So many shoes: A stewardship story

 

When Imelda Marcos fled the Philippines in 1986 with her dictator husband, the authorities found thousands of shoes left behind in her closet. News media around the world marveled at the extravagance, publishing photos with a quote from Marcos, herself, saying “Let’s be clear about this. I did not have 3000 pair of shoes. I had 1,060.”


In Albemarle, North Carolina, the women at First Lutheran had far fewer shoes. Even so,  Marcos’ extravagance hit close to home. Their closets also held more than enough footwear. “I’m not a shoe person,” said Eleanor Plummer, a longtime member of Women of the ELCA at First Lutheran, “but I still have a lot of shoes.” While the world balked at Marcos’ shoe collection, the women of First Lutheran reflected on their own lives and made a change.

First, they took personal shoe inventories – “bedroom shoes and everything,” Eleanor explained. At their next monthly meeting, each woman donated $1 for every pair of shoes in her closet. They called it the Imelda Fund and gave that money to a local clothes ministry in Albemarle to buy shoes for children.

Nearly 20 years later, the women of First Lutheran continue to meet for Gather Bible study from September through May, and they continue to count shoes. At every meeting, they collect a regular offering, sending half to the North Carolina synodical women’s organization for synodical and churchwide Women of the ELCA ministries. Then they take up another collection – this one for the Imelda Fund. Every woman contributes at least $1 for every pair of shoes she purchased since the last meeting. Each month, the money goes to buy shoes for children in their community.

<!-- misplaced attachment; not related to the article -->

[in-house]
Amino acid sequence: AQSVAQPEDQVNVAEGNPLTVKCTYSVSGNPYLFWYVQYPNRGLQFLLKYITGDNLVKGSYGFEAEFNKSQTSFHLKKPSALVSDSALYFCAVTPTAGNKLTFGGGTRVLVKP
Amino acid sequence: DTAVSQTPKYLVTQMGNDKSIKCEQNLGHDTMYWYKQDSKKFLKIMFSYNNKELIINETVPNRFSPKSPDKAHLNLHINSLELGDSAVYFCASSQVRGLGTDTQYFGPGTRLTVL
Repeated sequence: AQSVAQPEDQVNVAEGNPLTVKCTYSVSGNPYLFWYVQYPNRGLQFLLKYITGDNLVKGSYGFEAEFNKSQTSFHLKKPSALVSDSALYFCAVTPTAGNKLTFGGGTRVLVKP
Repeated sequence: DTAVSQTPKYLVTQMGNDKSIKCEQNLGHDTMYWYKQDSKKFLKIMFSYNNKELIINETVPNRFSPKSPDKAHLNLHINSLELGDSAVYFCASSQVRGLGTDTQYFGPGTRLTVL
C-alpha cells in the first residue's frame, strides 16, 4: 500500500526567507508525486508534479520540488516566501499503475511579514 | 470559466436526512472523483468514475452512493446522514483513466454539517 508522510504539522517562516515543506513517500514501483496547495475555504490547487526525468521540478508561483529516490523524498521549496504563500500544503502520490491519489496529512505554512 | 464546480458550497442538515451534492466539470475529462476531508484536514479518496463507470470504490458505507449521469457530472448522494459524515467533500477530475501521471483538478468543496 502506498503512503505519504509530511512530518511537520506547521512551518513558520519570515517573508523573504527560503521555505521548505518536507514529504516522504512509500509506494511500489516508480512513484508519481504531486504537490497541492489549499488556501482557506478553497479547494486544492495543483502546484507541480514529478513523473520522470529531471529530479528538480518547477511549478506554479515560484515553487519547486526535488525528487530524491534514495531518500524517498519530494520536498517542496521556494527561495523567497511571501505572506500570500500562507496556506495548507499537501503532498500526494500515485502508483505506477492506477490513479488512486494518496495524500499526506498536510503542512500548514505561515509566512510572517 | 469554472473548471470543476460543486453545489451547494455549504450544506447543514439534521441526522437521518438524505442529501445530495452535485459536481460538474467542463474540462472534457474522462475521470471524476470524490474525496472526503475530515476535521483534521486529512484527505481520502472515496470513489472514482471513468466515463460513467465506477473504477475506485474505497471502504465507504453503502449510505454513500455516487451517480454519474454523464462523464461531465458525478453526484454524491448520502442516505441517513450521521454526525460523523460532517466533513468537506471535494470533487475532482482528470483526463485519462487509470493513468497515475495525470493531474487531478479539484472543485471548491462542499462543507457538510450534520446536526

For the clothes ministry in Albemarle, shoes are one of the harder items to provide at no cost. Their limited stock often does not include the right sizes for kids with growing feet. When that happens, the clothes ministry turns to the Imelda Fund and the women of First Lutheran for funds to purchase shoes.

After two decades of monthly giving for shoes, the women’s relationship with neighbors in need extends beyond the Imelda Fund. Every winter, they partner with the First Lutheran men’s group to take families shopping for new clothes. While the men raise most of the money for this project, the women help by accompanying the mothers and children to stores to pick out clothes specifically for them. Eleanor’s voice cracked when she talked about this tradition, saying “It’s not Christmas until we do the shopping with the children.”

For Women of the ELCA at First Lutheran, stewardship comes in many forms. Their monthly regular offerings and annual Thankoffering provide for the synodical and churchwide ministries of Women of the ELCA. Through Imelda’s Fund, they give to their immediate neighbors in Albemarle. Through it all, they practice gratitude and the discipline of providing for others out of their abundance.